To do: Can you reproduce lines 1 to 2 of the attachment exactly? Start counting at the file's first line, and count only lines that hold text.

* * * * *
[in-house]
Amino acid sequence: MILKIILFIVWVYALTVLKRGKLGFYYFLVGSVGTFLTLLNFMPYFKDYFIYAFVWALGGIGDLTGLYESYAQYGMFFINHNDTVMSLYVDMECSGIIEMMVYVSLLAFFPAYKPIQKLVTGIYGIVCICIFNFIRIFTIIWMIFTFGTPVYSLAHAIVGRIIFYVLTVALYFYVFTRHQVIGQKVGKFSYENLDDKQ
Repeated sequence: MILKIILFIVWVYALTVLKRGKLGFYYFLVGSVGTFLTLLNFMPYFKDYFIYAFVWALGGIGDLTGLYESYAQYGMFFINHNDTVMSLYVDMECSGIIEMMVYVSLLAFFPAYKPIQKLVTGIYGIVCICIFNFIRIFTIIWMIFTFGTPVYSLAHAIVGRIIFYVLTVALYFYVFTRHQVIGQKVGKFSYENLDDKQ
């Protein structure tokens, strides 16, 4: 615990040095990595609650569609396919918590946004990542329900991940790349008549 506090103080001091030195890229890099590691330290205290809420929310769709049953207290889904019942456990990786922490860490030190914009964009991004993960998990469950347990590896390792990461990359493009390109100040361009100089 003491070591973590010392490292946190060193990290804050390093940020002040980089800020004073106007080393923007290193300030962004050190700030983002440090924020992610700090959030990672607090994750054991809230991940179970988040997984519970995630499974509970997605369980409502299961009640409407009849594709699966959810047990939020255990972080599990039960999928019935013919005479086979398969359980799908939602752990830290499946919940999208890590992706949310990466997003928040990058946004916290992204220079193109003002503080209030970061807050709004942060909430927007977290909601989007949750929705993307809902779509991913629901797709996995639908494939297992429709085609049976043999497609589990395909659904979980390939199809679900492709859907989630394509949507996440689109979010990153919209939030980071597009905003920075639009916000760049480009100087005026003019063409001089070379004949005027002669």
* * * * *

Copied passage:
[in-house]
Amino acid sequence: MILKIILFIVWVYALTVLKRGKLGFYYFLVGSVGTFLTLLNFMPYFKDYFIYAFVWALGGIGDLTGLYESYAQYGMFFINHNDTVMSLYVDMECSGIIEMMVYVSLLAFFPAYKPIQKLVTGIYGIVCICIFNFIRIFTIIWMIFTFGTPVYSLAHAIVGRIIFYVLTVALYFYVFTRHQVIGQKVGKFSYENLDDKQ